While you’re probably familiar with books and you may have been introduced to journal articles, these are just two of the types of academic information available to you.  Depending on your research question or essay title you might also find it useful to explore, for example, conference proceedings, maps, company information or newspapers

Each type of information has its particular use; books provide an in-depth overview of a topic; journal articles are more specialised and focus in-depth on a particular area of a topic, and newspapers give you a useful perspective on events.  While Library Search can help you find a large range of information types, some types of information are only available in special databases or archives.  Before you start your search, it’s therefore important that you decide what types of information you will need to complete your assignment most effectively.  You can find out more about different information types on our Finding Information Guide and in the video below:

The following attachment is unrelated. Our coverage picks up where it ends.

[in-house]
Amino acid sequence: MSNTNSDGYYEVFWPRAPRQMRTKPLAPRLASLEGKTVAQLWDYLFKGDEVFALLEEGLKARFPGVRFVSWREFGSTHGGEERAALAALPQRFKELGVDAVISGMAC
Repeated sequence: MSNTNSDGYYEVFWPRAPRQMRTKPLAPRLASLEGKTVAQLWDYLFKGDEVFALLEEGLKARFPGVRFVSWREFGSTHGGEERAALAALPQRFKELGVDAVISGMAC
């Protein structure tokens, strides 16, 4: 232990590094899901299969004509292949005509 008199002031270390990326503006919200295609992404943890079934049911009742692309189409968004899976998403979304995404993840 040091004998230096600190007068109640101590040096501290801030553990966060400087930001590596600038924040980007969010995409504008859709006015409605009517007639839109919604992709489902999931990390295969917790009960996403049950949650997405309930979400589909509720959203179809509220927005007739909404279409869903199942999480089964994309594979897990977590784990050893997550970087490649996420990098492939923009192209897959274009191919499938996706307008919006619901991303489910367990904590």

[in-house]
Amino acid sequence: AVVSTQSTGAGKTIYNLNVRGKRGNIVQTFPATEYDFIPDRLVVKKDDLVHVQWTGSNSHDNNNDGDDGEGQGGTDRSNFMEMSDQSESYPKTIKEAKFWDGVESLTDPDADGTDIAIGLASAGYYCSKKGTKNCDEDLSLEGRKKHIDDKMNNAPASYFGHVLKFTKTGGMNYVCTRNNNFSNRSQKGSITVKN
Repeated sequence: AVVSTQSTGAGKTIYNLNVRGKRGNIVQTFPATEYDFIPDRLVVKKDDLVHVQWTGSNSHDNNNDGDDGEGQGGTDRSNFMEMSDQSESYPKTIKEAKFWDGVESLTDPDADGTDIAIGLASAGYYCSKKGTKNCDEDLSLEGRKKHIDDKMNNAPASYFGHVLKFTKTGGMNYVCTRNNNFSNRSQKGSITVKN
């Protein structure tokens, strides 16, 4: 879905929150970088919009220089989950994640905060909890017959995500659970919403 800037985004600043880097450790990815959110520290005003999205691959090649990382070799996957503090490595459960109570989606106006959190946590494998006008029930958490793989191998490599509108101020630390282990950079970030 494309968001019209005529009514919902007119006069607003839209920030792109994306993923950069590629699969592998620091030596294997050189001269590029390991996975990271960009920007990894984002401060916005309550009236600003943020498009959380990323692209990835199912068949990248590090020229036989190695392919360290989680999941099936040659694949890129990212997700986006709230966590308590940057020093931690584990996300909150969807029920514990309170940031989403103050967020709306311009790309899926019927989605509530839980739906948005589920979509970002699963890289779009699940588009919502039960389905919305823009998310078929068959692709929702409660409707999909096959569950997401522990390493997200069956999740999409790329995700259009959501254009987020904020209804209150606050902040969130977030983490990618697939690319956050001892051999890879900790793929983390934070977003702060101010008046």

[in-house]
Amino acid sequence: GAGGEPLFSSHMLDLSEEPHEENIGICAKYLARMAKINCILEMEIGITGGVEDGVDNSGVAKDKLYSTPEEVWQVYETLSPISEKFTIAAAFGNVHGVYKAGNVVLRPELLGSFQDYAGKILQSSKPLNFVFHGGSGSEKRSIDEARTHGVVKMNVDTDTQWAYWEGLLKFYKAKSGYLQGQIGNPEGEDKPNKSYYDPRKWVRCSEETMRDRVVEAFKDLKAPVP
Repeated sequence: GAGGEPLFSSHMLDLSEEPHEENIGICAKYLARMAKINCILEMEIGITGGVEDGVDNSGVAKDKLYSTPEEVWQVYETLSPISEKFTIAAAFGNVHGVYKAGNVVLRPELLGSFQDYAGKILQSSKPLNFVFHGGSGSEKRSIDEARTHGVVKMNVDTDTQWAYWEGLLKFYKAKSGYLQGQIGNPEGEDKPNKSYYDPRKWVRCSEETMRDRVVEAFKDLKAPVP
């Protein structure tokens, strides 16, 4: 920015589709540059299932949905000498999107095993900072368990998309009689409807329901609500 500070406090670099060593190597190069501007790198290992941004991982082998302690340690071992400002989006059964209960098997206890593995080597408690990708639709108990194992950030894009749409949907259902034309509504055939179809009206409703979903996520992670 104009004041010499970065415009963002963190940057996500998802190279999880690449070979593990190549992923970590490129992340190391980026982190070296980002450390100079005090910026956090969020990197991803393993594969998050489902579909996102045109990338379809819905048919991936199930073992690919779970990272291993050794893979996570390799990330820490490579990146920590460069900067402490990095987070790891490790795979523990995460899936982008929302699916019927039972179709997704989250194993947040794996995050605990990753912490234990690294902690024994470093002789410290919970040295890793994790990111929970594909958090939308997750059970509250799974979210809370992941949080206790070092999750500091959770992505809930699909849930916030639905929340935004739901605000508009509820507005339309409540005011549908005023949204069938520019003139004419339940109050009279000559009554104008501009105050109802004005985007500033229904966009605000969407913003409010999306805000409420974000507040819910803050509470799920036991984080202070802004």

When you know which types of information you need for your assignment or project take a look at our Resource Guides, which provide useful links and guides to appropriate sources.

Finding Information: Knowing Where to Look

Photograph of several closed doors, one painted yellow the others painted white.

When you’re looking for information to help you write your essays, assignments or projects it can be tempting to turn to the source of information you use every day – Google.  While Google can be useful in some ways (such as finding company websites or journal author’s profiles), it wasn’t exclusively designed to help you find good quality, academic information that is reliable and relevant.  This means you’ll likely have to spend more of your time wading through huge amounts of information and fact-checking resources for accuracy.

Thankfully, Google isn’t your only option – there are a number of different places to look that have been created with the aim of providing you with the information that you need, such as your reading lists, Library Search, and key Subject Databases.

Take a look at this video to find out more about how these sources can help you:

For more help on finding information, take a look at our Finding Information Guide.